Saturday, January 14, 2006

O'Beirne, baby? Burn

During her recent press junket for a book release, NRO's Kate O'Beirne challenges Coulter for the "Bigmouth Rightwing Harpy of the Year" award --- and wins!

Thanks to Jane over at firedog lake O'Beirne's scathing comments about feminists aren't going unrewarded. Do make a stop at and write a review; let O'Beirne know what you think of her book!

I did. And went to both junior and senior proms, actually.

All fun aside, O'Beirne's words are designed to spark a war where none should exist: between the majority of women who essentially want the same things: parity of income, equal representation and to get as far as we can and want on the merits of our own talents.

How this translates into harming society, hating men or any of O'Beirne's attack rhetoric is beyond understanding. Truthfully, it's not worth considering.

Beyond her scope of study, the rest of history is filled with women who were characterized as "radical" for their time: Woolf, George Eliot, George Sand, and the Olcott women, to name a few.

First, Eliot (Mary Ann Evans). Her humanist views, affair with a married man, and literary themes regarding marriage in the book MiddleMarch (1871-72) scandalized those around her in the Victorian age.

When she visited Cambridge University in 1873 and discussed with F.W.H. Mayers of "the words of God, Immortality, and Duty", she pronounced "with terrible earnestness how inconceivable was the first, how unbelievable was the second, and yet how peremptory and absolute the third."

Not to be outdone, France's George Sand (Amandine-Aurore-Lucile Dupin) carried on numerous love affairs outside marriage, most infamously one with Chopin. Refusing the confines afforded women in 19th century Paris, Sand spent the bulk of adulthood dressed as a man in order to explore what life didn't have to offer her gender:

"I ask the support of no one, neither to kill someone for me, gather a bouquet, correct a proof, nor to go with me to the theater. I go there on my own, as a man, by choice; and when I want flowers, I go on foot, by myself, to the Alps."

Clearly she was ruining the 1800's as people knew them. Of course, she had a little help from the American Olcotts: Louisa May and her mother.

Noted Concord, MA transcendentalists Bronson and Abigail Alcott raised their daughters to believe strongly in equal rights and opportunity. Mrs. Alcott wrote of being disturbed by the roles afforded women up to that time:

"Wherever I turn I see the yoke on woman in some form or other. On some it sits easy, for they are but beasts of burden. On others, pride hushes them to silence; no complaint is made, for they scorn pity or sympathy. On some it galls and chafes; they feel assured by every instinct of their nature that they were designed for a higher, nobler calling than to 'drag life's lengthening chain along.'"

~Journal of Mrs. Alcott, 1843

And Louisa herself, in books, essays, even letters to friends, championed what she called "the mothers of the Revolution" for women's rights:

Having great faith in young America, it gave me infinite satisfaction to find such eager interest in all good things, and to see how irresistibly the spirit of our new revolution, stirring in the hearts of sisters and daughters, was converting the fathers and brothers who loved them. One shrewd, business man said, when talking of Woman Suffrage, 'How can I help believing in it, when I've a wife and six girls who are bound to have it?'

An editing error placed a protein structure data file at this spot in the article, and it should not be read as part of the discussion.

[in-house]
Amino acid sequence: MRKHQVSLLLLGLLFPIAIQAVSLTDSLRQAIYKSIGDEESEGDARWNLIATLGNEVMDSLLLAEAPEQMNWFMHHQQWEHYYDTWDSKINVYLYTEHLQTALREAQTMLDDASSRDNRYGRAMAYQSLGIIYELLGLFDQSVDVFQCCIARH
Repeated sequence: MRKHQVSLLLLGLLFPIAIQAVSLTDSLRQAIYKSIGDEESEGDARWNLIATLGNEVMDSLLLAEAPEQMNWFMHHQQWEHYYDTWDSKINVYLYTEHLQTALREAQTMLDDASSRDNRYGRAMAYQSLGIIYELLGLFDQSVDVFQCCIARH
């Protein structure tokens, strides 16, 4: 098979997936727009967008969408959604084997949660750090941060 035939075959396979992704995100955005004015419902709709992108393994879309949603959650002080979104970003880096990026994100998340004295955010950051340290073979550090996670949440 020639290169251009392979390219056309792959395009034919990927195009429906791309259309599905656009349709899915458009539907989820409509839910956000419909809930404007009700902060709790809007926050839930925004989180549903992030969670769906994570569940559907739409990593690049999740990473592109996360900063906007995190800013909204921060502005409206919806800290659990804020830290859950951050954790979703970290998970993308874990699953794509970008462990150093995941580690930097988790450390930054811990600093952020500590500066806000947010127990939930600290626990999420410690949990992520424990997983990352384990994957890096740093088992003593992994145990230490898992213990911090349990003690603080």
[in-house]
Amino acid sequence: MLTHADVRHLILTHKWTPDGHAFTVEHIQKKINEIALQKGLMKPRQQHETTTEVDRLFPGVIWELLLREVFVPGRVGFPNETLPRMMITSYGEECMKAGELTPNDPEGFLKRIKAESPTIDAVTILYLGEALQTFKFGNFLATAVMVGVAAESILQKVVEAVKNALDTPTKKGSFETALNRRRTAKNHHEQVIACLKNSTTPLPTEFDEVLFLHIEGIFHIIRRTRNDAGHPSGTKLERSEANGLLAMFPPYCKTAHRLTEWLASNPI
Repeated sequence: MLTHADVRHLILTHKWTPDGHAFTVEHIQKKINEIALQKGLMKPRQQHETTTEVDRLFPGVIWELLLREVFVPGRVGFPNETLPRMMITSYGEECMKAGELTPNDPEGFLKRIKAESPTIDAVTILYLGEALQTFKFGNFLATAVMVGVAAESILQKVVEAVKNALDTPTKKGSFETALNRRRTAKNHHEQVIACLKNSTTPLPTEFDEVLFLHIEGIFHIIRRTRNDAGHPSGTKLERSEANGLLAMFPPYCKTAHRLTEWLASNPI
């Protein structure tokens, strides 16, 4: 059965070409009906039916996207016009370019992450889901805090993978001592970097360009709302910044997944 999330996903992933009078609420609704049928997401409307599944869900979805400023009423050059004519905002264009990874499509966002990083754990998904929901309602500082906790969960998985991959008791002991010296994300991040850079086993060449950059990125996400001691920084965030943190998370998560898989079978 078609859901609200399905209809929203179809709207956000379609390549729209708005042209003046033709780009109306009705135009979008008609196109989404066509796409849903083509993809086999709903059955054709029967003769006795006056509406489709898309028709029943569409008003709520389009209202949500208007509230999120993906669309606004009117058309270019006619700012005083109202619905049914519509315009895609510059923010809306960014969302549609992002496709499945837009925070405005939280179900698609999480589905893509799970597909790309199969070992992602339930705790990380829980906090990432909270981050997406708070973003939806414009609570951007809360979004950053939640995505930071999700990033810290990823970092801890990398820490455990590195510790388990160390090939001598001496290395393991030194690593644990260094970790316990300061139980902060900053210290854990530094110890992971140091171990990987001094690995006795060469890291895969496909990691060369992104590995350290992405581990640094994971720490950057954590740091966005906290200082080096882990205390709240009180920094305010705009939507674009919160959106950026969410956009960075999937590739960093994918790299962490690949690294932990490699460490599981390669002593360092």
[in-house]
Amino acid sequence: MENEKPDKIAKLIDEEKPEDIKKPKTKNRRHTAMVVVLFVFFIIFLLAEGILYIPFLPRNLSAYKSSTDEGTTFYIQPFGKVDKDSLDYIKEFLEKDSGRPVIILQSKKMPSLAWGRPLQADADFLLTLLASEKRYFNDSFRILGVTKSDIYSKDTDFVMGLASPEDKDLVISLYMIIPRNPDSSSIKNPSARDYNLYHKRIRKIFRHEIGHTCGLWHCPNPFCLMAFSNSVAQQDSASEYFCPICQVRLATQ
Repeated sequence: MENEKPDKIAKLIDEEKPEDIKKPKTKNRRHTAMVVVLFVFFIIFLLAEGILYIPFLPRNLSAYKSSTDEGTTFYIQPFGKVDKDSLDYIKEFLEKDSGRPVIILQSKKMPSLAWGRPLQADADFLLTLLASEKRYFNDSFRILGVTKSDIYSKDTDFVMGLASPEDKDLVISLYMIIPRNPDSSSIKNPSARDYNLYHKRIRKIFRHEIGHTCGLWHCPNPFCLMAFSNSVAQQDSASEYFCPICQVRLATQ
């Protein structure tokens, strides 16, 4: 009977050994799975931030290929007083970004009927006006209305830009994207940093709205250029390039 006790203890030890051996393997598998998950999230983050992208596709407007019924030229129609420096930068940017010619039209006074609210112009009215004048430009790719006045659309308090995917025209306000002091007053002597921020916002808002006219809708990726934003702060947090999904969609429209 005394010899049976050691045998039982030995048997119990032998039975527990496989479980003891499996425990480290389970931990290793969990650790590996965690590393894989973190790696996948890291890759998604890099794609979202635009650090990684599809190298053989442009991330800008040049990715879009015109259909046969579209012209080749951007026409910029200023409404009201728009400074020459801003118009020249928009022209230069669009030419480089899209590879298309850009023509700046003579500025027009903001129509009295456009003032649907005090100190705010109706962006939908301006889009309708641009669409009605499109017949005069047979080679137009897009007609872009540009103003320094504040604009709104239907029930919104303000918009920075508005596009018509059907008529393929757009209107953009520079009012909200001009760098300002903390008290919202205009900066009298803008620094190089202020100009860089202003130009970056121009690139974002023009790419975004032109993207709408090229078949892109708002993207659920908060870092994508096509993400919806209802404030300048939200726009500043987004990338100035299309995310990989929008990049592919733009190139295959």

And many a grateful brother declared he could not be mean enough to shut any door in the face of the sister who had made him what he was.

So I close this hasty note by proposing three cheers for the girls of 1876 -- and the hope that they will prove themselves worthy descendants of the mothers of this Revolution, remembering that

'Earth's fanatics make, Too often Heaven's saints.'"

~Louisa May Alcott, letter to Lucy Stone, 1876

Now, quite obviously, I've selected but a few examples to illustrate the larger point that women who paved the way for the freedom and opportunity we and our daughters enjoy had what were considered at the time to be outlandish beliefs and lifestyles.

Cherrypicking examples, no matter how certain one is in the rightness of their beliefs, is never a good thing, however.

Yet it's just what O'Beirne does: from the caustic caricatures on the cover to her withering rebuke of a television character played by Sarah Jessica Parker on HBO, she demonizes all champions of female rights through direct maligning of four. One of whom isn't even a real person.

Where the comparison between this blog entry and O'Beirne's poison-penned book ends is here: I could easily spend days, even weeks, listing the very real women who were movers and shakers for the women's movement and later beloved by subsequent generations for their efforts, truly painting a large picture perspective of women's contributions to society.

Despite more resources, a book deal and (one assumes) more time, she could only offer a few "examples" of women her title indicates she believes are "making the world worse."

Most likely because the entire construct exists only in the mind of reactionaries like O'Beirne.
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